The Power of Storytelling
Bayshore | | Planning for Myself or a Loved One
The Power of Storytelling
Everybody loves a good story. Young or old, and from all walks of life, people are drawn to stories – both real and invented. Stories are bridges between people, cultures and generations.
Telling and listening to stories helps us bond, share knowledge and better understand each other. Storytelling is also a great way for older adults to record their life experience and their family’s history, as well as create a legacy for future generations.
When did humans start telling stories? As early as 35,000 years ago, we began depicting ourselves and scenes from everyday life through rock paintings. Over time, the art and the stories it told became increasingly sophisticated, with narratives about great battles and other major events told through engravings, tapestries, frescos and paintings. Meanwhile, stories also flourished in song, verse and spoken word. Today, smartphones in hand, many of us tell stories using nothing but emojis!
Benefits of reminiscing
Did you know that stories can be therapeutic? At some long-term care facilities, storytelling and reminiscence therapy (also known as life review therapy) are used to engage people living with Alzheimer’s disease and other types of dementia that affect memory. Studies have found that the benefits of reminiscence therapy can include improved mood and behaviour, better communication, higher self-worth, reduced depression and a greater sense of meaning and belonging.
Whether you’re working with a therapist or thinking about stories on your own, be aware that revisiting memories can evoke unpleasant emotions as well as good ones. If you or your loved one feels uncomfortable or distressed, you can stop anytime.
Exploring your memories
If you would like to tell your own story or help a loved one tell theirs, here are five ways to get started:
- Make a list. You can start writing about your life from any point you like, or you can start by making a list of key dates, memories, accomplishments, milestones, people, lessons, etc. This can help you organize your thoughts and decide what you want to focus on.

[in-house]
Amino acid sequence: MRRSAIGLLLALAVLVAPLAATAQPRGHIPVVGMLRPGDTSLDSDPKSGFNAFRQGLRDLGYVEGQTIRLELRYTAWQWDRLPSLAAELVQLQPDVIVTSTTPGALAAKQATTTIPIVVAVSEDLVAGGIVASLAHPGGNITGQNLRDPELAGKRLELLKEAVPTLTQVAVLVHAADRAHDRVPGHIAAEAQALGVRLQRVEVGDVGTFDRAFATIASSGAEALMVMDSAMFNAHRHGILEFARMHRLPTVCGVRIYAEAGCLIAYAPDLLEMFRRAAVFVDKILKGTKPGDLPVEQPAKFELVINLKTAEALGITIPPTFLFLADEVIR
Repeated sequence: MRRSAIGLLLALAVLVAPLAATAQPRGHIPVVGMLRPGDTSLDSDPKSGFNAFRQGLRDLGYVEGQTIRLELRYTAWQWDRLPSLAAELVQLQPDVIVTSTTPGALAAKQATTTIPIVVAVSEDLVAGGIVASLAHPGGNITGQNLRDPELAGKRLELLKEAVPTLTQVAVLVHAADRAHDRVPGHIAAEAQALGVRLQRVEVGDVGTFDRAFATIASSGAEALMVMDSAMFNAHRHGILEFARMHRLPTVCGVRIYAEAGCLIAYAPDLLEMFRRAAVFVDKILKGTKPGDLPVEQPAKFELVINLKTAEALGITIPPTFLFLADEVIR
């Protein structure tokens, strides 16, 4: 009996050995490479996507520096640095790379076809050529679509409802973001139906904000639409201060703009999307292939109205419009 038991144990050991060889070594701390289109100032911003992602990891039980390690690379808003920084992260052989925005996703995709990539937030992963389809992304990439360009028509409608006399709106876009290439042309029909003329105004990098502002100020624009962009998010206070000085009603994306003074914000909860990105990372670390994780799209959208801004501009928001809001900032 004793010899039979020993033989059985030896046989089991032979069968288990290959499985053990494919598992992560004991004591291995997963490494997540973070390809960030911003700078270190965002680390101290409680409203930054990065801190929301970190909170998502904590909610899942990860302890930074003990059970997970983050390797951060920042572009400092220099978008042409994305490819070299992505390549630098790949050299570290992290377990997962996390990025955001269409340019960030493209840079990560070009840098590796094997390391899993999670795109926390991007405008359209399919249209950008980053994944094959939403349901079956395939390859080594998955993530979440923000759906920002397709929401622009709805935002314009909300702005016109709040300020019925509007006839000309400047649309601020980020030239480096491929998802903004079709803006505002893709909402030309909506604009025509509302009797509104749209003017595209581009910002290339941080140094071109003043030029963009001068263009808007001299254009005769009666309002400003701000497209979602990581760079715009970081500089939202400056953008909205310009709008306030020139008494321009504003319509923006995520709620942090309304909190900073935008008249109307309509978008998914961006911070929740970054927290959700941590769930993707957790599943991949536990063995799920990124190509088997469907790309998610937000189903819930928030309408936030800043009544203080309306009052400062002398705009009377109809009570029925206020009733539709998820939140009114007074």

- Describe a photograph. An image can bring back lots of memories. Choose one from your past and write a story about it. What was the occasion? What sights, sounds and smells do you recall? What happened before and after the photo was taken? For a creative exercise, you can also use photos unrelated to your life as “writing prompts.”
- Create a photo essay. If you enjoy photography, this could be a fun and meaningful project. Take a series of photos that tell a story, offer insight into a person’s life or follow a theme. Another option is to make an audio or video recording of a loved one talking about their life.
- Create a scrapbook, collage or memory box. Storytelling can also be an arts-and-crafts project. Collect (or make copies of) treasured photos and assemble them into a keepsake scrapbook or framed collage, or decorate a box and fill it with photos and other mementoes.
- Use life story worksheets. If you need a bit of guidance, or you’re helping someone else tell their story, check out the free fill-in-the-blanks worksheets from the Legacy Project.
This resource from StoryCorps provides lists of questions to start conversations with different people and on different topics. Try their “Good Questions for Anyone” or explore lists designed for grandparents, friends and colleagues, or parents. Topics include growing up, school, love and relationships, working, religion, family heritage, remembering loved ones, and more.
This guide from Storytelling Toronto includes articles, links, videos and tip sheets to help you learn about the connection between storytelling and memory, and how storytelling can contribute to mental wellness. The guide is helpful for seniors who want to develop their storytelling skills, as well as for family caregivers, allied health professionals and anyone else who is interested in the power of stories.
What stories will you tell?